No decent campus curtails the free exchange of ideas
Justice French, we concur: universities are the last places where freedom of speech should be suppressed so readily. In an address reported yesterday, former High Court chief justice Robert French hints the attempt to shut down politically inconvenient speech on campus may meet a challenge invoking the Constitution’s implied freedom of communication. Free-spirited law students, take note. Unfortunately, universities have pandered to the intolerant Left, enabling a politically correct orthodoxy in which competing views are pathologised as “hate speech” akin to bodily harm. Designated victim groups are accorded “safe spaces” to shelter from the injurious thought of oppressor groups. Life is too messy and interesting to be reduced to such a crude ideology. Its narrow formula for “diversity” leaves little room for individual integrity or political dissent.
Psychologist Bettina Arndt has launched a university tour to critique claims of a rape crisis on campus. La Trobe University at first denied permission for the event, then relented. Rowdy protesters rebuffed Ms Arndt’s attempt at dialogue, seeking nothing less than to silence her. At the University of Sydney, student organisers were told they would have to pay for extra security, which proved ineffective against disruption. In Brisbane, the riot squad is on alert for Ms Arndt’s visit to the University of Queensland next week. By accepting the equation between speech and harm, and imposing security costs on student organisations, universities risk giving violent activists an effective veto over speakers who challenge the PC orthodoxy. So far, despite the difficulties, the Arndt tour has gone ahead, but the US practice of “no platforming” shows the trajectory. At the heart of Ms Arndt’s argument is the interpretation and validity of surveys of sexual assault. If she is right, university leaders have been complicit in the creation of an unnecessary climate of fear and gender suspicion on campus. This is precisely the kind of issue where intellectual honesty requires students to be exposed to competing arguments so they can make up their own minds.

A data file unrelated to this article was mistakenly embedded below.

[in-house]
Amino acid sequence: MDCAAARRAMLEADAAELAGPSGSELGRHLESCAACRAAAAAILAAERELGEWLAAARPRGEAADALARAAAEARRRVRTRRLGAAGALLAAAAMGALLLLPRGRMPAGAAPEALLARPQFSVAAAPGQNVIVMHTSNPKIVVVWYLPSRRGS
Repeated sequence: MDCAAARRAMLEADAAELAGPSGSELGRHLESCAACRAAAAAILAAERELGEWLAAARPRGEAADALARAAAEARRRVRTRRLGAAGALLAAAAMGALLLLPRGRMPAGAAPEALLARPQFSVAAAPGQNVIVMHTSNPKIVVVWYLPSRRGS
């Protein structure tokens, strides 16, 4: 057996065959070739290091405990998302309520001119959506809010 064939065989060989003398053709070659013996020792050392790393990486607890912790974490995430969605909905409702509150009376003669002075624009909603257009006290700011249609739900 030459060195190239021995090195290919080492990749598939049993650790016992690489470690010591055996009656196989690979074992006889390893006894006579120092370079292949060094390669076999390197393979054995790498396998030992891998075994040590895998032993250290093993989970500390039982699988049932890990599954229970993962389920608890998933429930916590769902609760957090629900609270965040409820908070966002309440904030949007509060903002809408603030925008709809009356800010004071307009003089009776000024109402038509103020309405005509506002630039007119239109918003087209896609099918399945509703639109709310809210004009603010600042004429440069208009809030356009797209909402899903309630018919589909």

Mr French puts it well: “The scholar of the university expects vigorous debate about his or her ideas and that colleagues and students can be pushed to re-examine their own. The creation of better citizens is a by-product of educating students. That is to say, people who can take their place in public civic discourse, help to form public values and public policy, and to choose the officials who manage public affairs. This is not just about creating future leaders but responsible contributors to civic life.”
The example of the US is by no means all negative. Which Australian institution will emulate the University of Chicago and prohibit trigger warnings and safe spaces? In 2016, new students were told: “You will find that we expect members of our community to be engaged in rigorous debate, discussion and even disagreement. At times this may challenge you and even cause discomfort … we do not cancel invited speakers because their topics might prove controversial, and we do not condone the creation of intellectual ‘safe spaces’ where individuals can retreat from ideas and perspectives at odds with their own.” Too right.